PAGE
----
Over at the Volokh Conspiracy law blog, Jonathan Adler, a law professor at Case Western, discusses California’s request to the EPA for a waiver so the state can regulate auto emissions for global warming. He highlights the legal arguments as distinct from the policy arguments for a waiver.
There is a very strong argument for granting states greater flexibility in environmental protection. I believe states should be able to obtain waivers from all manner of federal environmental requirements where local conditions warrant. But that still does not mean California should get this specific waiver. As a policy matter, the case for waivers is strongest where environmental problems are localized and the costs of protection measures are not externalized to other jurisdictions, and weakest where the environmental problems and the costs of protections extend beyond jurisdictional bounds. I would be much more comfortable with a California waiver here were there greater opportunities for waivers throughout environmental law.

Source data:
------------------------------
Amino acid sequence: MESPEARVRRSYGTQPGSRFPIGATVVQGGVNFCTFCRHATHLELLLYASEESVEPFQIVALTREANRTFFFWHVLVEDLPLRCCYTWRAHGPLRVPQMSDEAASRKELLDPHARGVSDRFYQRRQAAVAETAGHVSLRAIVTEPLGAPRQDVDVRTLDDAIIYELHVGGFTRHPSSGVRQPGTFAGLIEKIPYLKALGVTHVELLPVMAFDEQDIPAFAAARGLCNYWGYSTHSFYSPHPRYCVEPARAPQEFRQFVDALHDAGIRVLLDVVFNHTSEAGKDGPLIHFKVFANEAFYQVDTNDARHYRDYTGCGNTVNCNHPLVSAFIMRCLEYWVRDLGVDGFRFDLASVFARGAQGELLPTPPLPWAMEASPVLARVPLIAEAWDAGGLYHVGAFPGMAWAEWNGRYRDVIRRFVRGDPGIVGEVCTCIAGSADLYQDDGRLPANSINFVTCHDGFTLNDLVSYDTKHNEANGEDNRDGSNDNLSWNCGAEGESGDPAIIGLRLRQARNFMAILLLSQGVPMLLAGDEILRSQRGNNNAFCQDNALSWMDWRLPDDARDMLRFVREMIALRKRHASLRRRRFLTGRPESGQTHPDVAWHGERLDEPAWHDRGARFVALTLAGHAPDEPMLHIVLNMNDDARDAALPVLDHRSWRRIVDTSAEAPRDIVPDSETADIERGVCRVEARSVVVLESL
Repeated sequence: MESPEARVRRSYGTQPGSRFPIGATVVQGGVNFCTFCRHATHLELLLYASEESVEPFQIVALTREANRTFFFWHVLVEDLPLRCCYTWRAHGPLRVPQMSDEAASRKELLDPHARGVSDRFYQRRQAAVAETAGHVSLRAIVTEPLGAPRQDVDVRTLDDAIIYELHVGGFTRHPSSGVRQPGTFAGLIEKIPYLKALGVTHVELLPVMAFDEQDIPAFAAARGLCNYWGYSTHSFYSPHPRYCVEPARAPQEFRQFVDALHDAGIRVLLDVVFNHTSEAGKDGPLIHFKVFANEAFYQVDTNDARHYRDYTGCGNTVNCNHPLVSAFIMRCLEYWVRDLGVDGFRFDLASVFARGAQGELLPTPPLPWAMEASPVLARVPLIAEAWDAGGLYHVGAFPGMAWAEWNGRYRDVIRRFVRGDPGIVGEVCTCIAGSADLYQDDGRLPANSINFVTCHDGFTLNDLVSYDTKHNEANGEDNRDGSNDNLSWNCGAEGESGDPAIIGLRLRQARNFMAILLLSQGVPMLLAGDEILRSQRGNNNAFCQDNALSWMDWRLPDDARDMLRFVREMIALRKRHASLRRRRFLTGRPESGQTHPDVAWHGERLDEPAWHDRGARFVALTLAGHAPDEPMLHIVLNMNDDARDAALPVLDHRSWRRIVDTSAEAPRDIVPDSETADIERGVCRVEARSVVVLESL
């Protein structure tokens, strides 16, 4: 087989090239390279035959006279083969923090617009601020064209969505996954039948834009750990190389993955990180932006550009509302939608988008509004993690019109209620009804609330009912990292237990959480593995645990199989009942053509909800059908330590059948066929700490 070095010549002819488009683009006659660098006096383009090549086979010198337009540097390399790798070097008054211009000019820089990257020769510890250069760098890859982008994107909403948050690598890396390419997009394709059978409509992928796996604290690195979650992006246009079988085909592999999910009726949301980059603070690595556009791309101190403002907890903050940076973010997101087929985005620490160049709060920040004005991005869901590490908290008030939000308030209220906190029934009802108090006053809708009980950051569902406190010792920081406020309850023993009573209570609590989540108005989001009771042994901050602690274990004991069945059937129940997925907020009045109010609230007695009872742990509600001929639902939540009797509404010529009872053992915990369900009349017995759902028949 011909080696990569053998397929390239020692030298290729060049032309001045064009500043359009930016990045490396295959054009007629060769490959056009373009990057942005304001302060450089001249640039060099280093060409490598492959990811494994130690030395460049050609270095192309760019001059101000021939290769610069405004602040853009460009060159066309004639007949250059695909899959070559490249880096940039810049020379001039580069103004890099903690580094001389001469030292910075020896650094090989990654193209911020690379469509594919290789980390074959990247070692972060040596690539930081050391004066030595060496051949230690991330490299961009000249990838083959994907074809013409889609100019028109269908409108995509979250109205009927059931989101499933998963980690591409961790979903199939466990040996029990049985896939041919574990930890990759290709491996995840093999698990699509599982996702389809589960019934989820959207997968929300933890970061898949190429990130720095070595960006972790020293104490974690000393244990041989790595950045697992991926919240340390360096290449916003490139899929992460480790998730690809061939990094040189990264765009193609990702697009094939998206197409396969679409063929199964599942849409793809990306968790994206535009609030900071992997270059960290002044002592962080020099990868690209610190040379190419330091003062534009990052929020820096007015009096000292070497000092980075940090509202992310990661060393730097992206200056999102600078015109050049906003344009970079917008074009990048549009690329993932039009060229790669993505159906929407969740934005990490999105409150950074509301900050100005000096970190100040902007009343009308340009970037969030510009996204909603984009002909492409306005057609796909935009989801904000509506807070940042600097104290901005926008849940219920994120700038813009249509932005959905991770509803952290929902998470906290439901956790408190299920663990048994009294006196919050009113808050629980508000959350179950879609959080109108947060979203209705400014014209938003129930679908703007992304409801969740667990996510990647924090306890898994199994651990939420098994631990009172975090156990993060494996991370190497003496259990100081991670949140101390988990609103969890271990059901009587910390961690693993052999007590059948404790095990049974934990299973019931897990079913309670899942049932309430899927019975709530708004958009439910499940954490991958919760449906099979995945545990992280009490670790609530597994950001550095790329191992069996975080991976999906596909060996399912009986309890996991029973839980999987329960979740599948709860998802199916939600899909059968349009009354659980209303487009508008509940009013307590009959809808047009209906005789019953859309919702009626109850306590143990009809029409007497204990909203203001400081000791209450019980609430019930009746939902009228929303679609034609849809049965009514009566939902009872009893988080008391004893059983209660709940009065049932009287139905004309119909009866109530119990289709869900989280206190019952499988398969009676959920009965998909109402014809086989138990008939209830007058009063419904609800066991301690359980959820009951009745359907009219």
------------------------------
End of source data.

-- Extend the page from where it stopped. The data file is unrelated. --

Almost by definition, atmosphere crosses jurisdictions. And our reaction to California and Governor Schwarzenegger’s overreaching is more visceral than Adler’s. California is going to punish U.S. automakers because of global warming? U.S. automakers must suffer for the (supposed) emission sins of China’s coal plants, of India’s cows and South Carolina’s swamps? For the carbon dioxide exhaled by bloggers sitting in their offices in D.C.? Why not just declare Schwarzenegger the Ueberluftguru and be done with it?
And what a wonderful regulatory environment that could lead to, 50 states regulating the automotive industry for emissions. U.S. competitiveness gets shoved backward yet again.
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